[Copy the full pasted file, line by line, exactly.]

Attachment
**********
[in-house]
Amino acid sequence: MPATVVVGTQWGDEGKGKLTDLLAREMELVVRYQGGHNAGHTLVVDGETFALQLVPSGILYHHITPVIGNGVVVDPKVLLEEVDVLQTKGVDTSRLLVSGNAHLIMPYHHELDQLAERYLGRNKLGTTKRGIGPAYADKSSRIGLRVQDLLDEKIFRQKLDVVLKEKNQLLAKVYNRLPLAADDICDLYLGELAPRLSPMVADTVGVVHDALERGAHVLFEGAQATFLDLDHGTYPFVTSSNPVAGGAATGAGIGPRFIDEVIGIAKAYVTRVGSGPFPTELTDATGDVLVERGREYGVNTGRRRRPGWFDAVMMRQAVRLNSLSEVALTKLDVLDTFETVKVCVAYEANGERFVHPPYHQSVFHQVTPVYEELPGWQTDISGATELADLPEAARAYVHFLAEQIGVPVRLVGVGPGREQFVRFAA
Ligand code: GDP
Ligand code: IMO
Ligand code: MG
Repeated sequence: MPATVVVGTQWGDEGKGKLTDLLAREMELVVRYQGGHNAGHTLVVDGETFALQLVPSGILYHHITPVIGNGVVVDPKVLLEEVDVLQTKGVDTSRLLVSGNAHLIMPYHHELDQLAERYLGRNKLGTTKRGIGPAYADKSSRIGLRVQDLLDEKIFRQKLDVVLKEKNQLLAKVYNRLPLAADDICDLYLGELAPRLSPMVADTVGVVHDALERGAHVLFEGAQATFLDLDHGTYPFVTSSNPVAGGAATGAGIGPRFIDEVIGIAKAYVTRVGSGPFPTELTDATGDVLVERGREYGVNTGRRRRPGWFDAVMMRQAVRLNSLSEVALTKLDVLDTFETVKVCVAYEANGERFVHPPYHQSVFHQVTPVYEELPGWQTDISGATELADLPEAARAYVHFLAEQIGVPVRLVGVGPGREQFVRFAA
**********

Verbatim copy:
[in-house]
Amino acid sequence: MPATVVVGTQWGDEGKGKLTDLLAREMELVVRYQGGHNAGHTLVVDGETFALQLVPSGILYHHITPVIGNGVVVDPKVLLEEVDVLQTKGVDTSRLLVSGNAHLIMPYHHELDQLAERYLGRNKLGTTKRGIGPAYADKSSRIGLRVQDLLDEKIFRQKLDVVLKEKNQLLAKVYNRLPLAADDICDLYLGELAPRLSPMVADTVGVVHDALERGAHVLFEGAQATFLDLDHGTYPFVTSSNPVAGGAATGAGIGPRFIDEVIGIAKAYVTRVGSGPFPTELTDATGDVLVERGREYGVNTGRRRRPGWFDAVMMRQAVRLNSLSEVALTKLDVLDTFETVKVCVAYEANGERFVHPPYHQSVFHQVTPVYEELPGWQTDISGATELADLPEAARAYVHFLAEQIGVPVRLVGVGPGREQFVRFAA
Ligand code: GDP
Ligand code: IMO
Ligand code: MG
Repeated sequence: MPATVVVGTQWGDEGKGKLTDLLAREMELVVRYQGGHNAGHTLVVDGETFALQLVPSGILYHHITPVIGNGVVVDPKVLLEEVDVLQTKGVDTSRLLVSGNAHLIMPYHHELDQLAERYLGRNKLGTTKRGIGPAYADKSSRIGLRVQDLLDEKIFRQKLDVVLKEKNQLLAKVYNRLPLAADDICDLYLGELAPRLSPMVADTVGVVHDALERGAHVLFEGAQATFLDLDHGTYPFVTSSNPVAGGAATGAGIGPRFIDEVIGIAKAYVTRVGSGPFPTELTDATGDVLVERGREYGVNTGRRRRPGWFDAVMMRQAVRLNSLSEVALTKLDVLDTFETVKVCVAYEANGERFVHPPYHQSVFHQVTPVYEELPGWQTDISGATELADLPEAARAYVHFLAEQIGVPVRLVGVGPGREQFVRFAA